How did President Trump do last night? Lots of appeal to emotion. Lots of people to point to in the balcony to illustrate his points. But what about the meat of the speech underneath the decoration? Infrastructure spending? More militarism and military spending? Nukes?
President Trump will deliver his State of the Union speech tonight. No doubt there will be plenty of "good news" about his first full year in office. But today's Liberty Report will dig a bit deeper. What is the real state of the union? Tune in!
By Ron Paul
Last week the Senate confirmed Jerome Powell as Federal Reserve Chairman by a vote of 84-13. This is in contrast to the contentious debates and closer votes over Janet Yellen’s confirmation in 2014 and Ben Bernanke’s confirmation for a second term in 2010. Powell benefited from a perception that the economy’s recovery from the 2007-08 meltdown proves that the Fed is a capable manager of monetary policy. However, the perceptions of economic recovery and Federal Reserve competence are both far from the truth.
The economy may seem to have recovered, but the recovery is not built on a firm foundation. Instead it rests on Fed-created bubbles in areas such as automobile sales, credit cards debt, student loan debt, stocks, and even a new housing bubble.
The most dangerous bubble is the government debt bubble. The Fed facilitates deficit spending by monetizing the federal debt. The desire to enable Congress’ spending addiction is a major reason why the Fed cannot significantly raise interest rates, as increasing rates could increase federal debt payments to unsustainable levels. This may be one reason why President Trump has reversed course and endorsed low interest rates. Of course, all first-term presidents want low interest rates since they believe the low rates boost the economy and thus help them win reelection.
One of the issues Powell will face is increasing challenges to the dollar’s world reserve currency status. China is pressuring Saudi Arabia to price oil in Chinese yuan instead of in American dollars. China and other countries may take other steps, such as halting purchases of Treasury bonds, that could weaken the dollar. The threats to the dollar’s world reserve currency status will increase as concerns about US government and private sector debt, as well as resentment over US militarism and protectionism, grow.
The dollar still maintains its reserve currency status not because the dollar is strong, but because other countries’ currencies are weak. However, unless the US gets its economic house in order, that may not long be the case.
A new challenge to the dollar’s status is emerging from the private sector as more individuals seek alternatives to government-created fiat currency. The dramatic increase in the value of bitcoins may very well be another Fed-created bubble, but it is one fueled in part by desire to be free of the Fed’s ever-depreciating paper dollars.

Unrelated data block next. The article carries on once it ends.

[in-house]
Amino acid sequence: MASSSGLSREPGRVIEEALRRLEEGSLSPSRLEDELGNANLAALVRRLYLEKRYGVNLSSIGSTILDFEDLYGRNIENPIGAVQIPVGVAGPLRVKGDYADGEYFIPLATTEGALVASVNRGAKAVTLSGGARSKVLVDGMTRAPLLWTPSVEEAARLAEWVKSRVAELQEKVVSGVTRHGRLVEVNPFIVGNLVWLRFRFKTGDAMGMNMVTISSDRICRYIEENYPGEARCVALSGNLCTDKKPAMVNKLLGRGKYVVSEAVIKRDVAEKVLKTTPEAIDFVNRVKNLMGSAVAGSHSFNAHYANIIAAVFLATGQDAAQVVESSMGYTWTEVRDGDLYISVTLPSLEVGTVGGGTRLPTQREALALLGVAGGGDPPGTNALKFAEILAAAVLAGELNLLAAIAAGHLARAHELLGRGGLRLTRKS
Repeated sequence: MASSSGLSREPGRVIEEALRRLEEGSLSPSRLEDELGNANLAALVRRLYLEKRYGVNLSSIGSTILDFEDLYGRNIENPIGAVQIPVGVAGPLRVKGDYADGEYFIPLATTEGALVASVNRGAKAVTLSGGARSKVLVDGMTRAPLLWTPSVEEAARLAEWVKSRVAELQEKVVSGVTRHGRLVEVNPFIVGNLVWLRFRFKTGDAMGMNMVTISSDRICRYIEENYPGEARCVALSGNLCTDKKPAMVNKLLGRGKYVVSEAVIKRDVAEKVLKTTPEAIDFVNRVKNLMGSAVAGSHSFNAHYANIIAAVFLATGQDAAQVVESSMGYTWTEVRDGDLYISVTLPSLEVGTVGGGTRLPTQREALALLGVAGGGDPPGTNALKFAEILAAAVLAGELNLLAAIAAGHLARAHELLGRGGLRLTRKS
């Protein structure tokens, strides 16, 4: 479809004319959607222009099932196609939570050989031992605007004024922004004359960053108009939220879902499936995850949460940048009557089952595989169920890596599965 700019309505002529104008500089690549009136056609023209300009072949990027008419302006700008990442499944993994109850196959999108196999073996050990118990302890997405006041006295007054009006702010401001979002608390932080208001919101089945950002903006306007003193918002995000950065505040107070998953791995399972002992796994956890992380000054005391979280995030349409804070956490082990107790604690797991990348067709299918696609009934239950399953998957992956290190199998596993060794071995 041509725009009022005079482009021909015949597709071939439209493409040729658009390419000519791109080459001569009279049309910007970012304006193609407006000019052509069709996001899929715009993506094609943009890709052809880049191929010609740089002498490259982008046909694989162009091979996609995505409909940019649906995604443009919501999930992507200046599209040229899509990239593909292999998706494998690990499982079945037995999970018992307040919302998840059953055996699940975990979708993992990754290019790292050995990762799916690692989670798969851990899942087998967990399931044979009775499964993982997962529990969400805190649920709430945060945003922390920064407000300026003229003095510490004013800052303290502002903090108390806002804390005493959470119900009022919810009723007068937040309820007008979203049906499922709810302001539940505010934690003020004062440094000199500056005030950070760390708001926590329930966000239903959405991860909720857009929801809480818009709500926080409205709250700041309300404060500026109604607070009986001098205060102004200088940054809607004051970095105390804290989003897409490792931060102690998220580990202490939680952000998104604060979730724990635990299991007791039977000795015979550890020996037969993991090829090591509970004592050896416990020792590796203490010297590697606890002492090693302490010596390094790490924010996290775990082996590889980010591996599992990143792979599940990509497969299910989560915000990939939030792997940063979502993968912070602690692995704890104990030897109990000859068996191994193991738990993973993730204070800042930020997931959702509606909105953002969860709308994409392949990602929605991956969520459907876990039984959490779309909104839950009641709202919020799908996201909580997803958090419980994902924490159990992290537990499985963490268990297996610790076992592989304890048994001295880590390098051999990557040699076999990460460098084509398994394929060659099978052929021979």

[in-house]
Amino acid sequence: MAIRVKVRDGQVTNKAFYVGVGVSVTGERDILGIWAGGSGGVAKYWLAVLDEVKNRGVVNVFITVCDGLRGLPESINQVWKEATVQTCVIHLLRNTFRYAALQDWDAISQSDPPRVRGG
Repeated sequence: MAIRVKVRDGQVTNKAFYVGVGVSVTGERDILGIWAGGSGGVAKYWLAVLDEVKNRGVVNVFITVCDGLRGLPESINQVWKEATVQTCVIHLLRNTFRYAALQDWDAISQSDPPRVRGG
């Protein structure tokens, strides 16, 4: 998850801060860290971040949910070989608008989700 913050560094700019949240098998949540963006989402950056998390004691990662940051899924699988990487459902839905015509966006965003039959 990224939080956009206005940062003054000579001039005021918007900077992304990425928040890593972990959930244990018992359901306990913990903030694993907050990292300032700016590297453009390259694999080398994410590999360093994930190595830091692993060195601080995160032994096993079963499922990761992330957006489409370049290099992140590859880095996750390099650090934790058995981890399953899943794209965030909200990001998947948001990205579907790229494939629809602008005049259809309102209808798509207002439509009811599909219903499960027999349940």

Another sign of the people’s rejection of the Fed is the passage of state laws recognizing gold and silver as legal tender. Arizona passed such a law last year and Wyoming will soon consider a similar bill. As the failure of our current system becomes more apparent, more states will give their citizens freedom from the Fed’s money monopoly.
Much to new Fed Chairman Powell’s chagrin, support for the Audit the Fed bill remains high. As knowledge of how the Fed endangers prosperity grows, the pressure on Congress to pass Audit the Fed will prove irresistible.
Jerome Powell may seem to be assuming the Fed chairmanship at a time of increasing prosperity and renewed respect for the Fed. However, the prosperity is an illusion built on a series of Fed-created bubbles whose bursting will cause a major economic downturn. This will increase both the growing challenges to the dollar’s world reserve currency status and the number of people seeking alternatives to Federal Reserve-created fiat currency. Powell could be the last Fed chairman if the next Fed-created economic crisis leads the people to force Congress to audit and then end the Fed.
Is European culture under attack? Bestselling Scandinavian author Hanne Nabintu Herland believes not just Europe, but the entire Western world is in an existential crisis. Ms. Herland joins today's Liberty Report to discuss her controversial views and what she believes is needed to reinvigorate Western traditions.
President Trump unilaterally erects tariffs, which are a tax on the American consumers. Americans are the one’s “slapped” with the tax, not the Chinese! Instead of denouncing this destructive and intrusive political maneuver, far too many Americans are cheering Trump on as he “slaps” American wallets! Ron Paul dispels this bizarre thinking on today’s Liberty Report!
The Pentagon's new National Defense Strategy for the United States is a complete U-turn away from our past two decades focused on terrorism. The new "greatest threat" to the United States? Russia and China, along with a couple of "rogue states." What's behind this sudden shift? Who benefits?